Author: Professor Andrew Markus
The Australian census is conducted every five years by the Australian Bureau of Statistics. The 2011 census was conducted on the evening of 9 August 2011 and covered almost ten million households. It provides the most detailed demographic data on ethno-religious groups in Australia.
There is, however, a problem with using the census for identification of a religious or ethnic population such as the Jewish. The census includes a question asking respondents to indicate the religion of each person in the household, but the question is optional and in 2011 was not answered by 8.3% of Victorians. In addition, 24% of Victorians indicated that they have ‘no religion’. It is known that some who regard themselves as culturally Jewish but are not religious include themselves in this category, but their number cannot be established with precision.
There is an additional census question which asks respondents to identify their ancestry and potentially provides the means for identifying those who are Jewish but not religious, but there is no consistent way that this question is answered: some respondents indicate that they are Jewish when asked for their ancestry, but the majority indicate a country or region. In the 2011 census, 45,149 Victorians (0.84% of the Victorian population) indicated that they were of the Jewish religion; of this number, less than one quarter, 10,157, also indicated that their ancestry was Jewish, with a range of other responses, including 9,681 who gave their ancestry as Australian, 7,554 as Polish, 5,373 as English, 4,654 as Russian, while 1,032 simply answered ‘European’.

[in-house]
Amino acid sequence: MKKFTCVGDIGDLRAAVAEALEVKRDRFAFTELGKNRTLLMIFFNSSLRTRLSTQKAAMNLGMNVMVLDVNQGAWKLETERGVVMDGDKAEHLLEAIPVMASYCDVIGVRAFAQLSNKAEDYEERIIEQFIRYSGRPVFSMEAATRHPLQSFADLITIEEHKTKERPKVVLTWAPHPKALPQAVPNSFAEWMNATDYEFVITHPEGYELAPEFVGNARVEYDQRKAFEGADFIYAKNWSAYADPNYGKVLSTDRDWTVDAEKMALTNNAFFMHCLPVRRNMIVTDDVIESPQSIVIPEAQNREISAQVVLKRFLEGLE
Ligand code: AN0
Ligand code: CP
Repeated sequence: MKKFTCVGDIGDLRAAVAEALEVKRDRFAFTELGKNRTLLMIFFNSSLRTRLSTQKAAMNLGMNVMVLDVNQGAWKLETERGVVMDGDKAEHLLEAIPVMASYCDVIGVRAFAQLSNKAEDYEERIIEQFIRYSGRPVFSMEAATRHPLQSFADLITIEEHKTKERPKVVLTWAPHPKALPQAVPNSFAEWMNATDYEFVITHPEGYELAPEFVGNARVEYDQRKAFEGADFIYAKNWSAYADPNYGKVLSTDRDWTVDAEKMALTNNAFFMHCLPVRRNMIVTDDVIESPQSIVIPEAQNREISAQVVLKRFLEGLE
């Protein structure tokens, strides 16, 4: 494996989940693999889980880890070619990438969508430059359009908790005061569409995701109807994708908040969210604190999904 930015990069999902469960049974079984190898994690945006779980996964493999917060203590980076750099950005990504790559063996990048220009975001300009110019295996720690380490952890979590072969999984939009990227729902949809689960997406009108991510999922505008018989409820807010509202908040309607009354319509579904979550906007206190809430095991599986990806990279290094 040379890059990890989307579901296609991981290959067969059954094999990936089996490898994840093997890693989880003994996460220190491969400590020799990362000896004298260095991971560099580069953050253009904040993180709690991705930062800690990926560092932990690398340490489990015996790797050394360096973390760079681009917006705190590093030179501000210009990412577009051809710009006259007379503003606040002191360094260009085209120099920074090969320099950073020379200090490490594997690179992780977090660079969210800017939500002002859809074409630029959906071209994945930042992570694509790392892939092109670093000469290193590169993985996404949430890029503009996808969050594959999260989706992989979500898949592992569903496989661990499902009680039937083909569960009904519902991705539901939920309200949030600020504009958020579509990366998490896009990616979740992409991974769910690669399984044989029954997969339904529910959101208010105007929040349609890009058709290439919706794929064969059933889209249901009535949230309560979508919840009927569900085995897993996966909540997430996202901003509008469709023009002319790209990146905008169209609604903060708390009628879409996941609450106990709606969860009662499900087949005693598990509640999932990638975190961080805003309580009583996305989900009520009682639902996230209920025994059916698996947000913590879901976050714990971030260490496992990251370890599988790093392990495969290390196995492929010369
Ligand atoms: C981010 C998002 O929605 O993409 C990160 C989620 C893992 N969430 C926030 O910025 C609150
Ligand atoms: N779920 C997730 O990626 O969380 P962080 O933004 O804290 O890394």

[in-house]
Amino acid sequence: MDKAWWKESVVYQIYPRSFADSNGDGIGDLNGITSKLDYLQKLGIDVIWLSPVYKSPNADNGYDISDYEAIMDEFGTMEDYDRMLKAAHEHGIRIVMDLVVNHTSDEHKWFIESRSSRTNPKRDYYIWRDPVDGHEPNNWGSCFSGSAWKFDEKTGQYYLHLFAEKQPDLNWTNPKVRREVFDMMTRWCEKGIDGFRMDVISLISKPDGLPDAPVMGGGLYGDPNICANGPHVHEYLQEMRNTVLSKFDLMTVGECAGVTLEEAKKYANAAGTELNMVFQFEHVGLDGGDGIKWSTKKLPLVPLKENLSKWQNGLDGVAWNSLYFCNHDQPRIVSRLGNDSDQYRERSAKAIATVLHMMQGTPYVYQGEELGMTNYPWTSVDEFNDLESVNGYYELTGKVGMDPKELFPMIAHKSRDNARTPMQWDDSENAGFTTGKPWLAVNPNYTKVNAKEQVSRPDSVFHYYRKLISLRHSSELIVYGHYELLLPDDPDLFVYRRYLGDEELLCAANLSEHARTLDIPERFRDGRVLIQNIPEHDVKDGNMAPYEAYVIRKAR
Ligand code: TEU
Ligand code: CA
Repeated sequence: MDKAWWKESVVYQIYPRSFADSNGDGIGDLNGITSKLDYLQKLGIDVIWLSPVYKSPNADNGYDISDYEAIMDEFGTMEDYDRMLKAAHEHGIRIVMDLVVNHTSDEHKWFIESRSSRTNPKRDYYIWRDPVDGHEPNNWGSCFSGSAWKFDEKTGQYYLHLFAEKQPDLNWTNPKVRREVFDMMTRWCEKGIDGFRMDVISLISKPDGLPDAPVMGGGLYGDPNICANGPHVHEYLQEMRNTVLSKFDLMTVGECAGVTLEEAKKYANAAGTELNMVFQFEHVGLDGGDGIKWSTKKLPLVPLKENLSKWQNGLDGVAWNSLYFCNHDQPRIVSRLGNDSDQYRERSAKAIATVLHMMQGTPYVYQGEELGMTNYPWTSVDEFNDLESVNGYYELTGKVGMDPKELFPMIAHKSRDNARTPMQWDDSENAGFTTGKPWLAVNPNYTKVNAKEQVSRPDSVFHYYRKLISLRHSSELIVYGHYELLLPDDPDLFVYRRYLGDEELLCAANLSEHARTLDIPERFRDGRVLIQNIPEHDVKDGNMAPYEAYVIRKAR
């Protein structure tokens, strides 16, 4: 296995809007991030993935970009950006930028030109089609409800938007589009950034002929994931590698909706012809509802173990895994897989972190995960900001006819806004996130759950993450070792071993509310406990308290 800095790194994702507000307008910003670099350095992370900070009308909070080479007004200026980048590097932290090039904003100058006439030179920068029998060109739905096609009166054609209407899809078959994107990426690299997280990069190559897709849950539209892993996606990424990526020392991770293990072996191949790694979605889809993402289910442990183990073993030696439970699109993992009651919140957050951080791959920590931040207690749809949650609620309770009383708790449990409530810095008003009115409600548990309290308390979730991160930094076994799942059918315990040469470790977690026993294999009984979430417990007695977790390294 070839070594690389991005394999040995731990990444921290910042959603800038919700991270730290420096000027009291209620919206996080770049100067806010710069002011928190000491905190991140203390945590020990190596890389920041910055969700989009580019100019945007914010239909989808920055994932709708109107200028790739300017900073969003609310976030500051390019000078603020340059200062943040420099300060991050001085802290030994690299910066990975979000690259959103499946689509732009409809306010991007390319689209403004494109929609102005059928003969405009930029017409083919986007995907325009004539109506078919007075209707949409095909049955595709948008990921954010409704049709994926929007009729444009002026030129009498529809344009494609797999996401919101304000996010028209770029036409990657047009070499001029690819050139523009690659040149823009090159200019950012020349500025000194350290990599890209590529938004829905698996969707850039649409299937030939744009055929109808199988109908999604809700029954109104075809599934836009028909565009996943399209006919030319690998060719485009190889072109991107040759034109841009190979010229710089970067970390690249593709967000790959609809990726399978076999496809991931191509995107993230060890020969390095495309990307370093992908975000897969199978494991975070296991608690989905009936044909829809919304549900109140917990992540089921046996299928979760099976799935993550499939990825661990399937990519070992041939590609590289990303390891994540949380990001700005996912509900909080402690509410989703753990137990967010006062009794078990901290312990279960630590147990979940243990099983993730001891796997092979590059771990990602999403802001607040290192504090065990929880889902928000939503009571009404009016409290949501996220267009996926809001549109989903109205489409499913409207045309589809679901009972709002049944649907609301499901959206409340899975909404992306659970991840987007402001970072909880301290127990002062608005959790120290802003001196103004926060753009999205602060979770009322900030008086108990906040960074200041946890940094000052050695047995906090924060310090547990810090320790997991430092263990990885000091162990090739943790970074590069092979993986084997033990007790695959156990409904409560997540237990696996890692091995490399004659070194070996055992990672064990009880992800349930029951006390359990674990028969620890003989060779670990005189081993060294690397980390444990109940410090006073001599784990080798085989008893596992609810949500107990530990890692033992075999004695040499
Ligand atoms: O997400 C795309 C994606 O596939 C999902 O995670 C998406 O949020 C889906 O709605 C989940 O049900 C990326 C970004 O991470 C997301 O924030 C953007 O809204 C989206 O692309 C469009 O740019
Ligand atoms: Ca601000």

The challenge for demographers is to estimate the actual Jewish population on the basis of the incomplete enumeration provided by the census.
View the report: The Jewish population of Victoria: Key findings from the 2011 Census [PDF 2.7MB]
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